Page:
One of the most momentous events in the Arab uprisings that swept across the Middle East in 2011 was the overthrow of President Hosni Mubarak. As dramatic and sudden as this seemed, it was only one further episode in an ongoing power struggle between the three components of Egypt’s authoritarian regime: the military, the security services, and the government. A detailed study of the interactions within this invidious triangle over six decades of war, conspiracy, and sociopolitical transformation, Soldiers, Spies, and Statesmen is the first systematic analysis of recent Egyptian history.
This paperback edition, updated to incorporate events in 2013, provides the background necessary to understanding how the military rebranded itself as the defender of democracy and ousted Mubarak’s successor, Muhammad Morsi. Impeccably researched and filled with intrigue, Soldiers, Spies, and Statesmen is an indispensable guide for anyone trying to fathom what this latest development means for Egypt’s future.
Syrian revolutionaries, in the wake of Geneva’s partial “cessation of hostilities", have begun to peacefully protest in the streets of Aleppo, Damascus, Dera'a, and Homs. Chanting “the Syrian people are one!,” they rally to demand freedom, democracy, and an end to the deadly civil war. Despite the death toll reaching nearly half a million, the Syrian population has shown that it will not defer to the murderous campaigns of Bashar Al-Assad, the terrorism of jihadist groups such as Jabhat Al-Nusra and ISIL, nor the imperial strategies of divide-and-rule by foreign superpowers such as the US and Russia. This sudden wave of people power harks back to the broad regime-defying spirit that animated the Arab Uprisings in 2011. Tragically, autocratic forces continue to hold political and economic power, not only in Syria but also in Egypt, Israel, Turkey, and the monarchy of Saudi Arabia (which, with US support, has spearheaded a deadly assault on the population Yemen). As events unfold, we present a reading list of key titles that – through investigative journalism, graphic storytelling, and critical analysis – shed light on what’s at stake for in the conflicts that plague the Middle East.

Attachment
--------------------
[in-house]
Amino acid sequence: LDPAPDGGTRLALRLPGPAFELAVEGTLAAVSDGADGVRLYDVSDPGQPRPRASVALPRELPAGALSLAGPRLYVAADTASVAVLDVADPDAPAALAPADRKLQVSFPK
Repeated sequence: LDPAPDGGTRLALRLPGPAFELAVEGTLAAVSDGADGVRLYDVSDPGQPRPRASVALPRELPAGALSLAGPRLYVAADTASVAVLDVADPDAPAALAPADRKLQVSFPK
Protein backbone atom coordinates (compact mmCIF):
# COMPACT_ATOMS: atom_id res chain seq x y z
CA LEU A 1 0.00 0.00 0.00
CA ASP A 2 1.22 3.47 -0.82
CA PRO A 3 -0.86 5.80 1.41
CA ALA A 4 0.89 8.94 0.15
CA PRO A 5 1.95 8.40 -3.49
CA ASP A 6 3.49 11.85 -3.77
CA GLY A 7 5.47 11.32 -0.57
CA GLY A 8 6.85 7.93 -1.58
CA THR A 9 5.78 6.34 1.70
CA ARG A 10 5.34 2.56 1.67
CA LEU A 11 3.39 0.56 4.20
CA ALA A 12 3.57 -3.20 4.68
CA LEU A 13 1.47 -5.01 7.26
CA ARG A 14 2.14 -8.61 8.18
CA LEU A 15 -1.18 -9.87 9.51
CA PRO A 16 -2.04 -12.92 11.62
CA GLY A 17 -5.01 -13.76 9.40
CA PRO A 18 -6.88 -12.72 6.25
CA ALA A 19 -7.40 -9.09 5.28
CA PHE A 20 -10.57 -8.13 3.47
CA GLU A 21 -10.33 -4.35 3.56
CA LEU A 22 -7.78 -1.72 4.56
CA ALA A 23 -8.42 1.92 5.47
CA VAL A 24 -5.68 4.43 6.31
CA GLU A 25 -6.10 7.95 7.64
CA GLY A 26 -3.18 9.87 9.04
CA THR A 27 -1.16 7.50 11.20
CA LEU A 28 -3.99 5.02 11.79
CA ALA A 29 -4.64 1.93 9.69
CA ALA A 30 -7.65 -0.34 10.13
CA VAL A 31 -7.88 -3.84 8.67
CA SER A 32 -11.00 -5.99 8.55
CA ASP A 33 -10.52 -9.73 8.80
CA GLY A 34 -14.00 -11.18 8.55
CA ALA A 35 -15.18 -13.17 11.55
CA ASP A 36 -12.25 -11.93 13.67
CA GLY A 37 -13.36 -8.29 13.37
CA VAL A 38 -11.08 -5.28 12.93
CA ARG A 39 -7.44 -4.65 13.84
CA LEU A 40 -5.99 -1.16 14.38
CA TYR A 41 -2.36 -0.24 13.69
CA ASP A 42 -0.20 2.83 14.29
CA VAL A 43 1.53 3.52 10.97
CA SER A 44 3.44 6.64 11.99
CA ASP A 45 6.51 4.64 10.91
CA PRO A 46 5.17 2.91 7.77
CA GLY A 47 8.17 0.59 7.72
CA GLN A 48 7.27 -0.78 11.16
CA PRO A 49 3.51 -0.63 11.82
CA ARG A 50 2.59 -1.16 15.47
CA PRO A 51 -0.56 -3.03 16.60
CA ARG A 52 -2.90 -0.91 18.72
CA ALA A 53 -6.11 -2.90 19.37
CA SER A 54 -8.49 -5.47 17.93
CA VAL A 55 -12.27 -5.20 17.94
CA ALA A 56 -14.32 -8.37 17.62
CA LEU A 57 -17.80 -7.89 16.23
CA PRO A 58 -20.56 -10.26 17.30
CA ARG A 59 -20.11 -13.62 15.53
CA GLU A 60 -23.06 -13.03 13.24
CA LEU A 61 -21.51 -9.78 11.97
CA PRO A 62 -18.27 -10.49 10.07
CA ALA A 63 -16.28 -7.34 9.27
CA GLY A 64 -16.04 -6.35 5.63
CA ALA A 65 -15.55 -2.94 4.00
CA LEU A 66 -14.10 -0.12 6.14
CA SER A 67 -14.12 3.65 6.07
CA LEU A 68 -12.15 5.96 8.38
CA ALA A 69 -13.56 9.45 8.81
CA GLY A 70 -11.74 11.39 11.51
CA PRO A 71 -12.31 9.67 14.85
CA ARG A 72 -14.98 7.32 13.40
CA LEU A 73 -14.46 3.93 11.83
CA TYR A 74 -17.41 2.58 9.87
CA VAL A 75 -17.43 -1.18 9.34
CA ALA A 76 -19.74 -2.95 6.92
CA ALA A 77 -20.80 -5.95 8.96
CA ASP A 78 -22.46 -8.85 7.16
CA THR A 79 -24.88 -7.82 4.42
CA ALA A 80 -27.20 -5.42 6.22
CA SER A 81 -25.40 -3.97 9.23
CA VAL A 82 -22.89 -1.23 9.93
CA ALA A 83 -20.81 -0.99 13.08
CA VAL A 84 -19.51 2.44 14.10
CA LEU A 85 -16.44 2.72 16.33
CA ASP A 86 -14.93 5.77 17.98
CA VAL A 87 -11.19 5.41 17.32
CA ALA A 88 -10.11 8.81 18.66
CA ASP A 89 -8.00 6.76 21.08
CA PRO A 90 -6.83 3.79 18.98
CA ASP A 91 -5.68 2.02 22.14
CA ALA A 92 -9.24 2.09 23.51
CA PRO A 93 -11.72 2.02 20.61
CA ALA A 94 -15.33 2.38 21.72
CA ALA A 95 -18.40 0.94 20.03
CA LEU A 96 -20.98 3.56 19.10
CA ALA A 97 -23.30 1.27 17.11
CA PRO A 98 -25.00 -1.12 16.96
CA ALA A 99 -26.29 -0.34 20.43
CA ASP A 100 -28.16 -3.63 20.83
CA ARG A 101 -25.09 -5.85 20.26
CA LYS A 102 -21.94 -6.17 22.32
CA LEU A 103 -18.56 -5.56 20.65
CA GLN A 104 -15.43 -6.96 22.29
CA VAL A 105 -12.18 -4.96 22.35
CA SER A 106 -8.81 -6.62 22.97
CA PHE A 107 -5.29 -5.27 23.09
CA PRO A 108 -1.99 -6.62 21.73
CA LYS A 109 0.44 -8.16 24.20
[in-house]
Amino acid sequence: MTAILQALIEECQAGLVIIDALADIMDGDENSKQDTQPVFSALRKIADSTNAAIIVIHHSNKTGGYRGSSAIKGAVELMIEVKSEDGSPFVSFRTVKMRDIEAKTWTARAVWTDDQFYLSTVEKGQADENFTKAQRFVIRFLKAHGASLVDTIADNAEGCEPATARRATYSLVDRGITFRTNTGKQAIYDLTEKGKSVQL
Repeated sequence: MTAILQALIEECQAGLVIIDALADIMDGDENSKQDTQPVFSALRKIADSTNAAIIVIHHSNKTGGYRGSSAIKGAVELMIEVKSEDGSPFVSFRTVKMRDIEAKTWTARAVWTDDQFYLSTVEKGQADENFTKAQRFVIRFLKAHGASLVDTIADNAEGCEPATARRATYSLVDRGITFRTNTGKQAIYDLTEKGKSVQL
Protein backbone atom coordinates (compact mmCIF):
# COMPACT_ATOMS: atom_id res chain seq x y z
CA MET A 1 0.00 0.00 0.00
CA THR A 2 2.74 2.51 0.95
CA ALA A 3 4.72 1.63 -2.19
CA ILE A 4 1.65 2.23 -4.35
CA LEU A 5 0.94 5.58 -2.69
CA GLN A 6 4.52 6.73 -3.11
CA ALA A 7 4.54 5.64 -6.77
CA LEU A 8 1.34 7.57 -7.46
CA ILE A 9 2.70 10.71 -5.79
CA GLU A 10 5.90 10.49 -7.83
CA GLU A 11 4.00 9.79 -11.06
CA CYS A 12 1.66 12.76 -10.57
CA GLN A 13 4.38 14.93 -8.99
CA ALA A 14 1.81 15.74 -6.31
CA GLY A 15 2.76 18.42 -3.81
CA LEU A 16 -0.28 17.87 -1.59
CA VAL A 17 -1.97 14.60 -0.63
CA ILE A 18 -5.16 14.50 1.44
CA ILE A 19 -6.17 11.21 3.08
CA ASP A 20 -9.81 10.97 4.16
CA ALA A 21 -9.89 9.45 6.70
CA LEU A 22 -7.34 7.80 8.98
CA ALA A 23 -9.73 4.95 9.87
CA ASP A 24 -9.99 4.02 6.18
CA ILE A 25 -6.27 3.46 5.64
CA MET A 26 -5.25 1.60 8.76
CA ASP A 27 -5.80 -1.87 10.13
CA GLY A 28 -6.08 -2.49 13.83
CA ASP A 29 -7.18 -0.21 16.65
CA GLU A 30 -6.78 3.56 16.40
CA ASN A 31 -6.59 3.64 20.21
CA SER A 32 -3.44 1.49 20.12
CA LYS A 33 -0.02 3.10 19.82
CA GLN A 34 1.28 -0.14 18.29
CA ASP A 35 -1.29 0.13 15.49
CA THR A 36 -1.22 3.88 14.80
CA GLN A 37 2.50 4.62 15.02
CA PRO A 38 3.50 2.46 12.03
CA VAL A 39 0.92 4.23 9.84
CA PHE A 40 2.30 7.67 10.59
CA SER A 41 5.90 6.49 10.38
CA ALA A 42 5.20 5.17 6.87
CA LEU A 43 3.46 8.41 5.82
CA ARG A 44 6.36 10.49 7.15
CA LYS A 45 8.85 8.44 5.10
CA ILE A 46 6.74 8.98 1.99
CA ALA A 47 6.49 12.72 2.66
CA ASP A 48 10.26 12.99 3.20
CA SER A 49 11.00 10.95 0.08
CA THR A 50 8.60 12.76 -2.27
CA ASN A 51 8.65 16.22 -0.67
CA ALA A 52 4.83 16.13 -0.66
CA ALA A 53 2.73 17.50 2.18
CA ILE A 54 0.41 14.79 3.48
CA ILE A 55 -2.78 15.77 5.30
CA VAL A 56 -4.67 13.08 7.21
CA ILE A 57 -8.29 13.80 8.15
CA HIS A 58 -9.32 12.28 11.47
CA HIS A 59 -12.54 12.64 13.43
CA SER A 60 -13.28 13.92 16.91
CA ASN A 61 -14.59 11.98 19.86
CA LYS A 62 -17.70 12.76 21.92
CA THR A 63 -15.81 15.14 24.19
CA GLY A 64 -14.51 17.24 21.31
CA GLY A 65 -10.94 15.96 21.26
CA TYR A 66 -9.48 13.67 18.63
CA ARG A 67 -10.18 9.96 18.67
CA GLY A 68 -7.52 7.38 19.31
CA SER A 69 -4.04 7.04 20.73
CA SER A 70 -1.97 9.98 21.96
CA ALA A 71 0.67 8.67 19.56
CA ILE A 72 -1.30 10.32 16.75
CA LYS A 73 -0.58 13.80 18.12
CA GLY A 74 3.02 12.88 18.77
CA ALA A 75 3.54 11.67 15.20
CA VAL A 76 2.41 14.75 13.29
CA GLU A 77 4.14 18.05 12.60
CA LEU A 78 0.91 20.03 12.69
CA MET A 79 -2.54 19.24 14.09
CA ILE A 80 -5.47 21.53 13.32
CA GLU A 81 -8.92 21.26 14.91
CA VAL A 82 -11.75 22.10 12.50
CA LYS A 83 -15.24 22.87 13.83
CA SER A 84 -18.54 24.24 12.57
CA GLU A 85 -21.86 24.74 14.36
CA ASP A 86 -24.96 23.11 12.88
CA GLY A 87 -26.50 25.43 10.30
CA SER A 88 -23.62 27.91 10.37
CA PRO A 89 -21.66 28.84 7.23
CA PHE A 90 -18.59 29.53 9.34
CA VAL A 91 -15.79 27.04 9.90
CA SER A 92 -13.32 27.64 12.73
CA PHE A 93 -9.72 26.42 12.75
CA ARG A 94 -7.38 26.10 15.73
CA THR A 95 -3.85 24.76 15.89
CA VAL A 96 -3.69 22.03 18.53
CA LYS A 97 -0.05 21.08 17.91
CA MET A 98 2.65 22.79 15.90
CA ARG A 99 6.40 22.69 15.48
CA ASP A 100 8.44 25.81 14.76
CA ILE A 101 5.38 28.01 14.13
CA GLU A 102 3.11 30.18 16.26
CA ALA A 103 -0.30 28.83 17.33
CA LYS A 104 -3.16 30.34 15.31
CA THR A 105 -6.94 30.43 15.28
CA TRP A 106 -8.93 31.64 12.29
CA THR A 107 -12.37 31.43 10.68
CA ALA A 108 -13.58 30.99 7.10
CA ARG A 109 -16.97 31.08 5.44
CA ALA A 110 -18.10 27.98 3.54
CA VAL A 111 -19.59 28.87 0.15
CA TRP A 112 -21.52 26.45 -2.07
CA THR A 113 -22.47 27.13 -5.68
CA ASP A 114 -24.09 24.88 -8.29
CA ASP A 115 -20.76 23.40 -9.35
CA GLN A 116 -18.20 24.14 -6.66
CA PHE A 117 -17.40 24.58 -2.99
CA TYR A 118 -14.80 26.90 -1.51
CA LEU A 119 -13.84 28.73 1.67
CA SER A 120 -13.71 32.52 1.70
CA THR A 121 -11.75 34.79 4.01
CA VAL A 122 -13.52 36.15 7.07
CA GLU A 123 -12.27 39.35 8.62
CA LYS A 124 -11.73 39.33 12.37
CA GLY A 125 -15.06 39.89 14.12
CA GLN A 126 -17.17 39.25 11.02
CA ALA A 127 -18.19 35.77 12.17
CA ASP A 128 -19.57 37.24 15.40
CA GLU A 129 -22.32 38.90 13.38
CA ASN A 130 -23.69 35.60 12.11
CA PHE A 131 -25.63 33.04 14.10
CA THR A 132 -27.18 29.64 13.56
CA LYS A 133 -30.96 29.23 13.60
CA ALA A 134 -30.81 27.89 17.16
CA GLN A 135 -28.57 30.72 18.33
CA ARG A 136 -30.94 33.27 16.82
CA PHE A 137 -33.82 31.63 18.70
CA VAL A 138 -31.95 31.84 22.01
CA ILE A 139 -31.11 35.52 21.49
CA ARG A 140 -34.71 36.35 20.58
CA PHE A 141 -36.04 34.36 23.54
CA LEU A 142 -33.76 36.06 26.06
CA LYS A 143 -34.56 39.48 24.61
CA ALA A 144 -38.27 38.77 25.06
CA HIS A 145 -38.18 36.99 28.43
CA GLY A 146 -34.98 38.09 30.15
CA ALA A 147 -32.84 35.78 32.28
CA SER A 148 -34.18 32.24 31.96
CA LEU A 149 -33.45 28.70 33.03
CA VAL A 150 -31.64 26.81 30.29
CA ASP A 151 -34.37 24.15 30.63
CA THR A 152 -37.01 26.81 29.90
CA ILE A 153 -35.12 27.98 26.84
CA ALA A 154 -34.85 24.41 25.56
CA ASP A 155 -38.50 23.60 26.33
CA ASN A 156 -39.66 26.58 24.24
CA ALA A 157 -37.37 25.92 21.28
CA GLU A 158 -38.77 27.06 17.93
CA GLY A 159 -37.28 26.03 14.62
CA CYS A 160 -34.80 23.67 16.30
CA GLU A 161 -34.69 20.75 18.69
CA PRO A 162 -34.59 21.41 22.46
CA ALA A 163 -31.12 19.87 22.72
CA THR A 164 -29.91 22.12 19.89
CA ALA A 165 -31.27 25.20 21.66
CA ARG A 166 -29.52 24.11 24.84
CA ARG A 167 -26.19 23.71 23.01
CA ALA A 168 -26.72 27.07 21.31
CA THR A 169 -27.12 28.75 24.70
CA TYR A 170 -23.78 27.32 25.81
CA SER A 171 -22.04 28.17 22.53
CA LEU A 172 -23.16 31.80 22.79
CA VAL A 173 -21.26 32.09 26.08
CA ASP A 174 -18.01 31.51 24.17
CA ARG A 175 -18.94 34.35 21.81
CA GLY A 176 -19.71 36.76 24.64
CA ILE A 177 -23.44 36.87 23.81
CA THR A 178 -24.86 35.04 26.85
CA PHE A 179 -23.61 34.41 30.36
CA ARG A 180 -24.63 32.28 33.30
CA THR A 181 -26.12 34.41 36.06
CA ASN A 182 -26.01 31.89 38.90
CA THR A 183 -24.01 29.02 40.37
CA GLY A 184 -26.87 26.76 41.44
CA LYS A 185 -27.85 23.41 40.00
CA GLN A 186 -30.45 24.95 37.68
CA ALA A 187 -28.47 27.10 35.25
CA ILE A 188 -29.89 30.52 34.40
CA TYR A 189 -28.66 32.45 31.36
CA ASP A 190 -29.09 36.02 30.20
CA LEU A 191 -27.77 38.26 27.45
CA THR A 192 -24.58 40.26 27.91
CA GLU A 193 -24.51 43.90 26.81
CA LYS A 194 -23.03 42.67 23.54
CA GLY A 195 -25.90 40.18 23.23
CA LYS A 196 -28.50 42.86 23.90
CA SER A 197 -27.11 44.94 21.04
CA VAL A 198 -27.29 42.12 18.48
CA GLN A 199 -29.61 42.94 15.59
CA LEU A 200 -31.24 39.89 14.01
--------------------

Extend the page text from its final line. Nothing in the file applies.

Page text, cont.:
(A Syrian Kurdish boy sits atop a destroyed tank in Kobane three months after ISIS fighters were driven out by Kurdish forces. Photo: Yasin Akgul/AFP/Getty Images)
Five years ago the Middle East and North Africa was electrified by unprecedented popular protests that heralded the start of the Arab Spring. Beginning in Tunisia popular movements swept regimes from power in Tunisia, Egypt, and Libya and threatened to overthrow ruling elites across the region. Tragically, the Arab Spring has since become mired in counterrevolution and civil war with the extraordinary violence of the war in Syria, the rise of ISIS, the escalating refugee crisis, and the establishment of a new dictatorship in Egypt emblematic of the profound challenges facing the people of the region. As tumultuous events continue to unfold we present Verso's reading list of key titles addressing the developing situation in the Middle East.
I will say once again that I think that the fundamental figure of contemporary oppression is finitude. The strategic axis of this seminar is to provide the means for a critique of the contemporary world by identifying something within its propaganda, activity etc. at whose centre is the imposition of finitude, that is to say, the exclusion of the infinite from humanity’s possible set of horizons. At each session, from now up until the end of the year, I want to give you an example of the way in which something taking place today, or some commonplace or constantly used category, can be represented as a figure or operation of reduction to finitude. As such, each of these things can be encapsulated in terms of the general oppressive vision of finitude.
Today I would like to take the example of Ukraine, the way in which the historic events in Ukraine serve the propagandist consensus that both constitutes and envelops it (at our next sessions I will address two connected notions, which are similarly hegemonic and bask in consensus: the notions of the republic and of secularism – and what I call false invariants: what is assumed to be an invariant, a commonplace of thought, and even a proof of what it is that unites us).